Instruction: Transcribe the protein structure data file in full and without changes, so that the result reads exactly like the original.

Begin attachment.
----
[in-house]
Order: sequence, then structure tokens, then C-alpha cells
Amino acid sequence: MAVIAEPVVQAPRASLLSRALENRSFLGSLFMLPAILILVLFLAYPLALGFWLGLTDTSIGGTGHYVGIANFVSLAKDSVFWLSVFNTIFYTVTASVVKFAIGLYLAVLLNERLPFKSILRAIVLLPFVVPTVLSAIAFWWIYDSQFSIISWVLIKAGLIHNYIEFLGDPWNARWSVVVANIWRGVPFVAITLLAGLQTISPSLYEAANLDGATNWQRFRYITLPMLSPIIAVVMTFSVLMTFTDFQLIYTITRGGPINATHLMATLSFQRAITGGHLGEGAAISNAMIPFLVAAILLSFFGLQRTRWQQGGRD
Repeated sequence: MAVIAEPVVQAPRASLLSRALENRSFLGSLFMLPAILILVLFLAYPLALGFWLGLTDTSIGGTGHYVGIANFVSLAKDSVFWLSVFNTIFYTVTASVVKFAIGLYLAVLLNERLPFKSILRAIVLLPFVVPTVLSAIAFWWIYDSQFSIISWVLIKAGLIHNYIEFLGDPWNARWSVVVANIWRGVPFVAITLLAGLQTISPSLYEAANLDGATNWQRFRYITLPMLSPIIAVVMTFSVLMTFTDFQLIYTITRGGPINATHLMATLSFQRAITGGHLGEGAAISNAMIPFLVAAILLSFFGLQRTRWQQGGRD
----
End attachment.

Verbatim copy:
[in-house]
Order: sequence, then structure tokens, then C-alpha cells
Amino acid sequence: MAVIAEPVVQAPRASLLSRALENRSFLGSLFMLPAILILVLFLAYPLALGFWLGLTDTSIGGTGHYVGIANFVSLAKDSVFWLSVFNTIFYTVTASVVKFAIGLYLAVLLNERLPFKSILRAIVLLPFVVPTVLSAIAFWWIYDSQFSIISWVLIKAGLIHNYIEFLGDPWNARWSVVVANIWRGVPFVAITLLAGLQTISPSLYEAANLDGATNWQRFRYITLPMLSPIIAVVMTFSVLMTFTDFQLIYTITRGGPINATHLMATLSFQRAITGGHLGEGAAISNAMIPFLVAAILLSFFGLQRTRWQQGGRD
Repeated sequence: MAVIAEPVVQAPRASLLSRALENRSFLGSLFMLPAILILVLFLAYPLALGFWLGLTDTSIGGTGHYVGIANFVSLAKDSVFWLSVFNTIFYTVTASVVKFAIGLYLAVLLNERLPFKSILRAIVLLPFVVPTVLSAIAFWWIYDSQFSIISWVLIKAGLIHNYIEFLGDPWNARWSVVVANIWRGVPFVAITLLAGLQTISPSLYEAANLDGATNWQRFRYITLPMLSPIIAVVMTFSVLMTFTDFQLIYTITRGGPINATHLMATLSFQRAITGGHLGEGAAISNAMIPFLVAAILLSFFGLQRTRWQQGGRD